“Spiritual guidance advised,’ cautioned the sticker on the sleeve oi their Iastalbum. ‘Explicit concepts.’ Behind it, a riot of divine symbols spread over a garish superlly colour scheme. Dn ‘Supernatural’, Stereo MCs were groovy, laid-back and sprinkling out the new (daisy) age fairy

Fortheirthird album, the Stereos Robb’s vocals are as splendidly,

almost diliidently, unstressed as ever. Sometimes, as on the impulsive title

track and the jamming pop rolls oi ‘Step it Up’ and ‘Creation’, this contrast is a treat. The beats tread on relentlessly, unharried by ilashes of brass and slivers oi iunky sexiness. ‘Connected’ is both precise in its grooves, yet snugly assembled look, kids, real instruments! And where Rob is duuuude, the addition oi two soul-deep backing singers more than compensates when his vocals are just a bit too chilled.

It ‘Connected’ doesn’t connect 101 per cent, it’s when it lapses into the occasional dull, exhortative lyric or succumbs to moon/June-style couplets. Such are plastic rap-isms, and even Muhammad Ali would have blushed. But mostly, ‘Connected’ is a knock-out. (Craig McLean)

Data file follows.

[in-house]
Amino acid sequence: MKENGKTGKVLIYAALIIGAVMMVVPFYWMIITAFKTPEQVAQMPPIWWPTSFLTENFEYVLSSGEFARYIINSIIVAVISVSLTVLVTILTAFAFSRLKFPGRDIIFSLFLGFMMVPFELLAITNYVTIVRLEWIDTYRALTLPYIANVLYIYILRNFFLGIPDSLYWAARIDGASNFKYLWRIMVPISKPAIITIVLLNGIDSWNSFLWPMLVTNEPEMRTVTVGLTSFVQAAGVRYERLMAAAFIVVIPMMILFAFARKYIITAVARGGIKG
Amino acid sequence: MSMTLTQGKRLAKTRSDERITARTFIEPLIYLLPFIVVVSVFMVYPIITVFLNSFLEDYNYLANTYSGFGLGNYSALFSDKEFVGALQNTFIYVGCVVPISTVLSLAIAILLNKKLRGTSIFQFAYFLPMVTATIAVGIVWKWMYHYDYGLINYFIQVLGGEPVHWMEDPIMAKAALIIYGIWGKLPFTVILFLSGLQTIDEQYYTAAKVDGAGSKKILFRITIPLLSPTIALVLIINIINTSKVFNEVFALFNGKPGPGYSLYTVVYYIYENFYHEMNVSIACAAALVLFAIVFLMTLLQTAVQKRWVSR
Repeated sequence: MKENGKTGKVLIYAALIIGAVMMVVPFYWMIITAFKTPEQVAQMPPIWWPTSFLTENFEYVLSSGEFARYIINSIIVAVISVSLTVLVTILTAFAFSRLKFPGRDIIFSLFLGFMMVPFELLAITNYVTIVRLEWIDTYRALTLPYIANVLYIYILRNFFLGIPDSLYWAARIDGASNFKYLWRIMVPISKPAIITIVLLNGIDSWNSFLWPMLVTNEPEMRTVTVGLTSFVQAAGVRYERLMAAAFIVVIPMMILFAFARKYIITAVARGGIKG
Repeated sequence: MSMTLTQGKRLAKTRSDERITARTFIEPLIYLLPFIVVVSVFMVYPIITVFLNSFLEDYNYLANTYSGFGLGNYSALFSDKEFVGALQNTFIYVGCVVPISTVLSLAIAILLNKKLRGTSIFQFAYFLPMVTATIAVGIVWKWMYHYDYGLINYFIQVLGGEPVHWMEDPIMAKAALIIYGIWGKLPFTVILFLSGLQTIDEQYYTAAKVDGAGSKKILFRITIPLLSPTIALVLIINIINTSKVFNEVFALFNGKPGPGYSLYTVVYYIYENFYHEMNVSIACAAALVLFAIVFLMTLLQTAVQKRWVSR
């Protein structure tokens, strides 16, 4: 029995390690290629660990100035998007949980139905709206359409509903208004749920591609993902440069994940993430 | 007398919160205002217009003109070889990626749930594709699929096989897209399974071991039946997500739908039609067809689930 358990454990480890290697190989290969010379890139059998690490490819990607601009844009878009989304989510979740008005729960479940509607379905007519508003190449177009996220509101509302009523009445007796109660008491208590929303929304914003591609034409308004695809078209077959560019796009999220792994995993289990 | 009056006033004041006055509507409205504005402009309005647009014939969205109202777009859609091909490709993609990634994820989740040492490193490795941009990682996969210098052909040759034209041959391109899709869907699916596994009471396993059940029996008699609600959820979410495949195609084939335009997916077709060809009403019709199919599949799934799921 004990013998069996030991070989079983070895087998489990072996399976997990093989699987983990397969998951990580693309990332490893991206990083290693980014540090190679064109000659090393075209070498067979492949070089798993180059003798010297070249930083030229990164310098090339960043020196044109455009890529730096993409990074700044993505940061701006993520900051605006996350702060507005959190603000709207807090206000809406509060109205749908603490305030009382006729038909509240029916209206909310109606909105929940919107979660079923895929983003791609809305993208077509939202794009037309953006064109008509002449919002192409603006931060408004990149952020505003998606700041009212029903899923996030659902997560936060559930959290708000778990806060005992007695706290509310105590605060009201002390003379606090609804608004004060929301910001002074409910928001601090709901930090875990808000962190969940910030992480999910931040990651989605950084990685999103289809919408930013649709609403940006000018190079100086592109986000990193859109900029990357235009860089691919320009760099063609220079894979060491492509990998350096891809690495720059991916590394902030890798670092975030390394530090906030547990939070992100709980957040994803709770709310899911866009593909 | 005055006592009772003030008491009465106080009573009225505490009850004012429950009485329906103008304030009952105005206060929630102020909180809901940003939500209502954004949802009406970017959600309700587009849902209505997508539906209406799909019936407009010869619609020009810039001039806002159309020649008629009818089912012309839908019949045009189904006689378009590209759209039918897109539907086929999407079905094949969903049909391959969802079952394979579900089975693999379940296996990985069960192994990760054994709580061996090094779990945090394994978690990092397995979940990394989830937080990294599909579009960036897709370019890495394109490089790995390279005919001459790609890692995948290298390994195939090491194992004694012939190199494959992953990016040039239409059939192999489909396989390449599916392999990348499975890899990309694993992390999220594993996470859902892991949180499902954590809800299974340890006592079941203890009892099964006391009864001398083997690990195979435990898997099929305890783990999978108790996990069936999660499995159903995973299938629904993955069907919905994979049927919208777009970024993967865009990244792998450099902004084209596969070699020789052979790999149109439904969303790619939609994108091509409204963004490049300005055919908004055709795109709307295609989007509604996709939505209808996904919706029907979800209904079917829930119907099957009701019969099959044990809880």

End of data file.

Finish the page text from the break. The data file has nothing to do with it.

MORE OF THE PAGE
In need of a tlatus tube insertion and immediate catheterisation. Yes, on top of all his other ‘medical' problems, Shaun William Ryder is iull of wind and piss an’ all. This we’ve always known. Those seedy, sleekit ramblings, urchin mumbo-iumbo passed all as lyrics, have always been his lorte, it that’s the word, and were thereby pivotal to his band’s ratiish appeal. Oh ‘Yes Please’, the lyrics plumb new depths oi turbid, drug-addled nonsense. ‘Stay away irom the peppermint twist where the

sinuousity, slithery guitar chugging, space-cadet dance meanderings. Acting as producers-cum-nannies, Talking Heads Chris Frantz and Tina Weymouth are undoubtedly responsible for salvaging ‘Yes Please’ lrom total chaos.

Arising from the wreckage are bizarre juts like the carnival exuberance of ‘Cut ’Em Loose Bruce’ and the hip lunk instrumental ‘Theme From Netto’. Equally etiective are ‘Total Ringo’ and ’Cowboy Dave’, more lamiliarly and slavisth Monday-ish. These are surprisingly coherent, especially given the lumpy contortlons that elsewhere abound. Impossible as it is to divorce these sounds from the mayhem and madness that accompanied their recording, ‘Yes Please’ still sounds hall-cocked (up). But only halt oi the time. (Craig McLean)

32 The List 9 22 October 1992